Environmental Impact Assessment (EIA) is a key feature of the planning system for larger and environmentally riskier types of development, such as large housing applications or opencast coal mines. It is an assessment which is meant to help us understand the potential environmental impacts of development proposals. Unfortunately, both the process and outcome of EIA can be complex and confusing, leaving local communities unsure how a development might affect them or how to get involved.
This guide is intended as a broad introduction to EIA. The material is drawn from regulations, official guidance and case law and is designed to help you understand what EIA is, in what circumstances it should happen and how to interact with the process. It is accompanied by a separate case law annex.
The guide is not intended to provide guidance on how to prepare an EIA nor is it legal advice. For example, it does not explain how to prepare an ecological survey or landscape and visual impact assessment. The overall theme of this guide is to encourage you to engage in the EIA process. We should not assume council planning experts always know best since, by ignoring local knowledge, decisions could have disastrous consequences for people living near development sites.
Examples of Schedule 1 projects (where EIA is always needed) include:
• major power plants
• chemical works
• long distance railway lines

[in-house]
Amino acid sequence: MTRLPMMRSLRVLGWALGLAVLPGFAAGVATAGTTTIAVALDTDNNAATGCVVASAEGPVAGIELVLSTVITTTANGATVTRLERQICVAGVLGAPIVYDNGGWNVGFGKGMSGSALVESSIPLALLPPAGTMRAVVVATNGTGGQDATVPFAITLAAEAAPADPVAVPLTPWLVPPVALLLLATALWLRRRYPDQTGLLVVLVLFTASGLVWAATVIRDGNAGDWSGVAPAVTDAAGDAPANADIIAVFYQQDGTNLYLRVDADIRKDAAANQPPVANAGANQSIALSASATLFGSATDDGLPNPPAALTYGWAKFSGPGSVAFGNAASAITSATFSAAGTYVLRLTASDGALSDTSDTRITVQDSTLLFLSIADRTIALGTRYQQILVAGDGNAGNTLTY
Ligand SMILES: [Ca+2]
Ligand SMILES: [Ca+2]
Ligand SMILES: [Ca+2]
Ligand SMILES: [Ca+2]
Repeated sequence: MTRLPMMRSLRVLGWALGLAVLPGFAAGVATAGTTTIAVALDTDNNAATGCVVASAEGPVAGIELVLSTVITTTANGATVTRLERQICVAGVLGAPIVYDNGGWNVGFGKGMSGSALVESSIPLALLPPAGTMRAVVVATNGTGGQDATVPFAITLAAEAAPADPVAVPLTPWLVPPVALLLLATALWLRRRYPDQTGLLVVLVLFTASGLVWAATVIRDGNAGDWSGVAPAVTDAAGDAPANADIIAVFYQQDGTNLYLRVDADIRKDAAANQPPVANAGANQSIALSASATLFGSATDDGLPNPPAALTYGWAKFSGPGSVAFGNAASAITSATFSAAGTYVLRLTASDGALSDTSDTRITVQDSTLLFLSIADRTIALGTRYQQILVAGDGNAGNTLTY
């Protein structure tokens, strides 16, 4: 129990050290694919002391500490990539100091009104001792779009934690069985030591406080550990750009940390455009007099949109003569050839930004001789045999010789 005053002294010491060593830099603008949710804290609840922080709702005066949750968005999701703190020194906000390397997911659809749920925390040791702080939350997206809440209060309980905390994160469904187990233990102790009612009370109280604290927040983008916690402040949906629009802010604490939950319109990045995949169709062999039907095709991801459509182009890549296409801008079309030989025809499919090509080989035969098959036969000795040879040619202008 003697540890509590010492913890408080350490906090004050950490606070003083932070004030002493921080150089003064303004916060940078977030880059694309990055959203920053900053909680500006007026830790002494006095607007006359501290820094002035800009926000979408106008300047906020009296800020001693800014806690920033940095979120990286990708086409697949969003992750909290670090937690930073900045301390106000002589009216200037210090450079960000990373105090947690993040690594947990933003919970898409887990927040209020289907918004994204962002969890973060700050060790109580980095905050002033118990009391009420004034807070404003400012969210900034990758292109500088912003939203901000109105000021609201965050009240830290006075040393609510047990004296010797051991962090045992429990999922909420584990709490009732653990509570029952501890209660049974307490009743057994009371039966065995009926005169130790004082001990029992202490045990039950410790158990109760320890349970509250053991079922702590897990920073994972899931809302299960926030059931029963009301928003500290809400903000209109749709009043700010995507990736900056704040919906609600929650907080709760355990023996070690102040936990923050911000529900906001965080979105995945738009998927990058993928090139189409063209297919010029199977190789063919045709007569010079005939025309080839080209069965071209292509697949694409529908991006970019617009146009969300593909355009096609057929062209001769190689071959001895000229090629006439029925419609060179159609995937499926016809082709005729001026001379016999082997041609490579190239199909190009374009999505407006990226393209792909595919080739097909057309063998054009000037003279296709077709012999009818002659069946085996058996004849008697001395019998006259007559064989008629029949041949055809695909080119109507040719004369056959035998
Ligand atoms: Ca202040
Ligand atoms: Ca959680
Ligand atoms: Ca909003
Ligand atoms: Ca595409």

• waste disposal incineration
• major road schemes (motorways)
• major wastewater treatment works.
Examples of Schedule 2 Projects (where EIA may be needed) can include:
• quarries and opencast mines
• deep drilling
• surface industrial installations (including hydraulic fracturing (fracking)
• urban development projects (housing and shopping centres)
• some intensive agricultural purposes
• surface storage of fossil fuel
• foundries and forges
• coke ovens
• chemical production
• manufacture of dairy products
• installations for the slaughter of animals
• rubber production
• wastewater treatment plants
• holiday villages
• golf courses
• large scale/groups of wind turbines.
Here is the full Friends of the Earth Guide
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This Web site is for those who love the South Hams “The jewel in the crown of Devon” and who wish to protect and enhance the South Devon Area of Outstanding Natural Beauty.